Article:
What if I told you that just describing how you’re feeling can help you feel better? That’s exactly what neuroscience confirms. fMRI scans showed brain activity/response to various positive or negative feelings evoked by images. When the volunteers were asked to describe what they were feeling, the emotional part of their brains (the amygdala) immediately quieted.
In plain English, that means that simply saying “I feel annoyed” makes us feel measurably less annoyed. The Buddhists use the term “noting”, to describe this phenomenon. Of course, it won’t make a problem go away. But much more important than the problem itself is our reaction.
If a simple inner dialogue can reduce your stress, why not give it a try? (Note: this is why it’s important that we teach children how to properly articulate their feelings. This stress-reduction hack works with humans of all ages.)
Happy memes that say “pay it forward” are nice, and they might spark momentary inspiration. But to be someone who consistently offers advice, support, and generally seeks to spark joy without regard for what one will get in return…that is life-changing.
Serving as an example to others who are then inspired to do the same normalizes it and allows it so spread and scale. And that is world-changing.
Never underestimate the compounding effect of repeatedly doing small things that push you toward your goals. Ten minutes of daily focus for six months adds up to 30 HOURS. In six months from now you could be near functional fluency in a foreign language, looking and feeling healthier, or free of some annoying habit…
Aircrafts use most of their fuel during take-off. Starting is the most difficult part of creating new habits or making life changes.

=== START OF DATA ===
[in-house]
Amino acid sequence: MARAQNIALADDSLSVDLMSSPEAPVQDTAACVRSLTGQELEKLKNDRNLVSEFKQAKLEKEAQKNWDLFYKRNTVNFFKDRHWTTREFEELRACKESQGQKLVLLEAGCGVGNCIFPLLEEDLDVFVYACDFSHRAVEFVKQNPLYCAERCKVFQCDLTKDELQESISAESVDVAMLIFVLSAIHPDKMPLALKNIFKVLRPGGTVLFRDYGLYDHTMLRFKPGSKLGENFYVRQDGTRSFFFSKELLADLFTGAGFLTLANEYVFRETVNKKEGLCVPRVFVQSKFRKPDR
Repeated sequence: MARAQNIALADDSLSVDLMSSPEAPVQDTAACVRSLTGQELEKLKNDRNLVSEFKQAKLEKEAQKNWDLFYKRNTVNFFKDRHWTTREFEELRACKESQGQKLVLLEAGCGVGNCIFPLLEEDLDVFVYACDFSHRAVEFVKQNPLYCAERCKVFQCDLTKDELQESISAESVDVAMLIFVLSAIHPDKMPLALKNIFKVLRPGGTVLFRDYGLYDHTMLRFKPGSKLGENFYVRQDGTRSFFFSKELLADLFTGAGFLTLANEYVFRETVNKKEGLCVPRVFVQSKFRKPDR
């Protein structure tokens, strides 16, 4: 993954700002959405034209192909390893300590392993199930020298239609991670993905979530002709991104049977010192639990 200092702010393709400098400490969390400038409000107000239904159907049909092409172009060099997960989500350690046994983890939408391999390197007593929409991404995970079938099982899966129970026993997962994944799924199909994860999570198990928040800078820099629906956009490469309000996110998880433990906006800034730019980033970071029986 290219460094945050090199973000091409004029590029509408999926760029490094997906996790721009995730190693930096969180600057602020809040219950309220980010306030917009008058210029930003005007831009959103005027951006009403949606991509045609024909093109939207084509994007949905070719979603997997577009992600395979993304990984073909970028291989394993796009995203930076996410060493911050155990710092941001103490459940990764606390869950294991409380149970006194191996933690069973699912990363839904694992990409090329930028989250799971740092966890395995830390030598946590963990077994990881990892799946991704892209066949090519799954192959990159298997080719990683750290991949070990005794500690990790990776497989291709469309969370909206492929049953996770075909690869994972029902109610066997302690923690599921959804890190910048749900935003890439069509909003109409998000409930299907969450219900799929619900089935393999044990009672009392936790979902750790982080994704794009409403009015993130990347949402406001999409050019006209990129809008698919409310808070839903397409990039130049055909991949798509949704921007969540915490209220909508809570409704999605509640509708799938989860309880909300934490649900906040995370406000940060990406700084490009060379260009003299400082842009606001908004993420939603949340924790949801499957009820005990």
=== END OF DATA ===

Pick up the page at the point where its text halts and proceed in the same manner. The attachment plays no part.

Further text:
Here’s a hack to help create a new habit: if you want to meditate start by taking only three mindful breaths every day. Wake up just five minutes earlier. Floss only one tooth. Write just one paragraph of your novel. Do three push-ups.
Do this and you’ll have done the hardest part. You’ll see that doing a bit more doesn’t burn much fuel. Most importantly, you will soon subconsciously see yourself as the kind of person who flosses, meditates, writes, exercises…
Dependability is a high-ranking “soft skill” that employers, colleagues and customers desire.
When it comes to your career, there are many worthwhile investments you can make to sharpen the saw of your particular expertise. On top of this, try to cultivate a reputation for being dependable. People want to know that they can count on you, and that your word is reliable.
Don’t make the mistake of thinking that so-called soft skills are not trainable. All of them are. For this particular skill, all you have to do is make sure you always do what you say.
It’s healthy to have desires, goals, and hopes for better versions of the future. But so often we fall victim to as-soon-as syndrome, making our desires much like contracts we make with ourselves to be unhappy until we get what we want.
Defining and striving for things in line with our desires is essential. Just be sure you’re not trading a possible future for an unmistakable now.
My music has received over 50 million streams and downloads, hundreds 5-star ratings, and the kindest reviews and compliments. Yet I can recite verbatim the ruthless critique of my voice from an anonymous user 10 years ago. A decade-old review from one person.
This is negativity bias in action. We’re all susceptible to it. We too quickly forget the praise we receive and tend to highlight the cynical people and opinions.
I keep an email folder called “inspiration” where I file the kind words I’ve received from people who clearly value what I do. It helps to keep a reminder that most of the time you’re doing a stellar job.